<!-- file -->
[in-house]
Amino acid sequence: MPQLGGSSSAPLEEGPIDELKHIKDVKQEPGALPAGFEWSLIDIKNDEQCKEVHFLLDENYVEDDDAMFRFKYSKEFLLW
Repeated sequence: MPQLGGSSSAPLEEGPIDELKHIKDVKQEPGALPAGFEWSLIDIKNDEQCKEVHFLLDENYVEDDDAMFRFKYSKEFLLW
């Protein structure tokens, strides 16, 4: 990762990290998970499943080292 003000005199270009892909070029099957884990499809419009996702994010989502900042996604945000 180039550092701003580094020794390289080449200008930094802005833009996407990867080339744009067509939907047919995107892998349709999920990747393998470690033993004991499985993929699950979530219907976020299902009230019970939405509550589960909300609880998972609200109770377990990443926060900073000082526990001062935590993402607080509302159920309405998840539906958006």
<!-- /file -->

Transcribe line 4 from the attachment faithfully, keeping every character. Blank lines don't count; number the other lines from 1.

């Protein structure tokens, strides 16, 4: 990762990290998970499943080292 003000005199270009892909070029099957884990499809419009996702994010989502900042996604945000 180039550092701003580094020794390289080449200008930094802005833009996407990867080339744009067509939907047919995107892998349709999920990747393998470690033993004991499985993929699950979530219907976020299902009230019970939405509550589960909300609880998972609200109770377990990443926060900073000082526990001062935590993402607080509302159920309405998840539906958006």